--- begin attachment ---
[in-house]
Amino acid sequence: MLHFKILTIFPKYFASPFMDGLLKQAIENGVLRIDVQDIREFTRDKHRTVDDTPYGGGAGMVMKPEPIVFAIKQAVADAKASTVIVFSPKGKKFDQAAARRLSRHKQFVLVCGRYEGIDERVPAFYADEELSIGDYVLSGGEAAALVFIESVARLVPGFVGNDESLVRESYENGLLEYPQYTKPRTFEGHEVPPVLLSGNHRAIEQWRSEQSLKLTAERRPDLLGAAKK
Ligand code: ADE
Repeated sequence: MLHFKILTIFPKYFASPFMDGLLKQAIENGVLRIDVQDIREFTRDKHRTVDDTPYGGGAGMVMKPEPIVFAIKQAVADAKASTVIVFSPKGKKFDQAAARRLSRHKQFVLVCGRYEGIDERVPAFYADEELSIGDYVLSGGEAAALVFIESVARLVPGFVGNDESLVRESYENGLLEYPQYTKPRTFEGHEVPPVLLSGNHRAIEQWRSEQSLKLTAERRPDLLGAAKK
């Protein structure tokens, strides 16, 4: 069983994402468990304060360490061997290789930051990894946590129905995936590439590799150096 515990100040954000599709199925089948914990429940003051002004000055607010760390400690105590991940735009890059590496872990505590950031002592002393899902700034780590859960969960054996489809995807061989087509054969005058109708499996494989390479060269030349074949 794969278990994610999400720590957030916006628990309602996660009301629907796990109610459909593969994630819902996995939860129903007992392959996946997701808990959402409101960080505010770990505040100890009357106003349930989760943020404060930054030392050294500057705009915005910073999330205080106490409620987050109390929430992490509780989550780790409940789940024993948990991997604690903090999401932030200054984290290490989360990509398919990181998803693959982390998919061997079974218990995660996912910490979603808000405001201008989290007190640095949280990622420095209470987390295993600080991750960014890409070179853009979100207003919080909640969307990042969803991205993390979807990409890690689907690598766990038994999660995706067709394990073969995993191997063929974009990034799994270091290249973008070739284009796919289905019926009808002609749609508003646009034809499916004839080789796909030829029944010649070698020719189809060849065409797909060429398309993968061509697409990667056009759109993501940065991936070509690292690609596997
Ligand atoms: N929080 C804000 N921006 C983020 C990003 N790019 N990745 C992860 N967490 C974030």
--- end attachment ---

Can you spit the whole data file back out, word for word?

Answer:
[in-house]
Amino acid sequence: MLHFKILTIFPKYFASPFMDGLLKQAIENGVLRIDVQDIREFTRDKHRTVDDTPYGGGAGMVMKPEPIVFAIKQAVADAKASTVIVFSPKGKKFDQAAARRLSRHKQFVLVCGRYEGIDERVPAFYADEELSIGDYVLSGGEAAALVFIESVARLVPGFVGNDESLVRESYENGLLEYPQYTKPRTFEGHEVPPVLLSGNHRAIEQWRSEQSLKLTAERRPDLLGAAKK
Ligand code: ADE
Repeated sequence: MLHFKILTIFPKYFASPFMDGLLKQAIENGVLRIDVQDIREFTRDKHRTVDDTPYGGGAGMVMKPEPIVFAIKQAVADAKASTVIVFSPKGKKFDQAAARRLSRHKQFVLVCGRYEGIDERVPAFYADEELSIGDYVLSGGEAAALVFIESVARLVPGFVGNDESLVRESYENGLLEYPQYTKPRTFEGHEVPPVLLSGNHRAIEQWRSEQSLKLTAERRPDLLGAAKK
């Protein structure tokens, strides 16, 4: 069983994402468990304060360490061997290789930051990894946590129905995936590439590799150096 515990100040954000599709199925089948914990429940003051002004000055607010760390400690105590991940735009890059590496872990505590950031002592002393899902700034780590859960969960054996489809995807061989087509054969005058109708499996494989390479060269030349074949 794969278990994610999400720590957030916006628990309602996660009301629907796990109610459909593969994630819902996995939860129903007992392959996946997701808990959402409101960080505010770990505040100890009357106003349930989760943020404060930054030392050294500057705009915005910073999330205080106490409620987050109390929430992490509780989550780790409940789940024993948990991997604690903090999401932030200054984290290490989360990509398919990181998803693959982390998919061997079974218990995660996912910490979603808000405001201008989290007190640095949280990622420095209470987390295993600080991750960014890409070179853009979100207003919080909640969307990042969803991205993390979807990409890690689907690598766990038994999660995706067709394990073969995993191997063929974009990034799994270091290249973008070739284009796919289905019926009808002609749609508003646009034809499916004839080789796909030829029944010649070698020719189809060849065409797909060429398309993968061509697409990667056009759109993501940065991936070509690292690609596997
Ligand atoms: N929080 C804000 N921006 C983020 C990003 N790019 N990745 C992860 N967490 C974030």